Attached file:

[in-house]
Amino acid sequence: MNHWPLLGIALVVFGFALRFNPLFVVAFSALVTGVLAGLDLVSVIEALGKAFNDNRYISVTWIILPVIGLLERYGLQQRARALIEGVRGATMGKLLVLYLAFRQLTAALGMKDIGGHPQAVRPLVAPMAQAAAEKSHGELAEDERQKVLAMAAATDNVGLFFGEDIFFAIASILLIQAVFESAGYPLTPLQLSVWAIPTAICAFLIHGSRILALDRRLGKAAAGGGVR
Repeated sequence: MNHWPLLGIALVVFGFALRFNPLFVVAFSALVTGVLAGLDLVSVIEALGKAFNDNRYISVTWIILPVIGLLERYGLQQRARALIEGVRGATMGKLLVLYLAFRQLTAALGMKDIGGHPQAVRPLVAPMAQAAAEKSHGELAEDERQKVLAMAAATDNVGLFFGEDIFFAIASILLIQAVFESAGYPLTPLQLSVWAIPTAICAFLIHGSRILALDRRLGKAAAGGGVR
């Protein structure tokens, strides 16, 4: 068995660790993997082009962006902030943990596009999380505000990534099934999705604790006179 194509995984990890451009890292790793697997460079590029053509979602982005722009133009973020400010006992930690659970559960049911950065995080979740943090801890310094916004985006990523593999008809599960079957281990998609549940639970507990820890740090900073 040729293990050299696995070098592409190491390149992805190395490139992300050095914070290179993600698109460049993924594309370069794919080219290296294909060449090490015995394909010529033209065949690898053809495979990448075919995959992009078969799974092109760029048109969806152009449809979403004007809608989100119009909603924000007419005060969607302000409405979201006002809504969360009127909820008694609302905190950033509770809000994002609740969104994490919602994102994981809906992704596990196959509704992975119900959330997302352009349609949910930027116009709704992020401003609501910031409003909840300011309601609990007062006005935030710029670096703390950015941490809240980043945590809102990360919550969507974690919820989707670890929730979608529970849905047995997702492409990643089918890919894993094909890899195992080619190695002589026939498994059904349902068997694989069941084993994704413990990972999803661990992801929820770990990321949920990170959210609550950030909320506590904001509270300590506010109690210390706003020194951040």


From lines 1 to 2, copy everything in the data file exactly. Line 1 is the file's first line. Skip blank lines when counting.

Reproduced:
[in-house]
Amino acid sequence: MNHWPLLGIALVVFGFALRFNPLFVVAFSALVTGVLAGLDLVSVIEALGKAFNDNRYISVTWIILPVIGLLERYGLQQRARALIEGVRGATMGKLLVLYLAFRQLTAALGMKDIGGHPQAVRPLVAPMAQAAAEKSHGELAEDERQKVLAMAAATDNVGLFFGEDIFFAIASILLIQAVFESAGYPLTPLQLSVWAIPTAICAFLIHGSRILALDRRLGKAAAGGGVR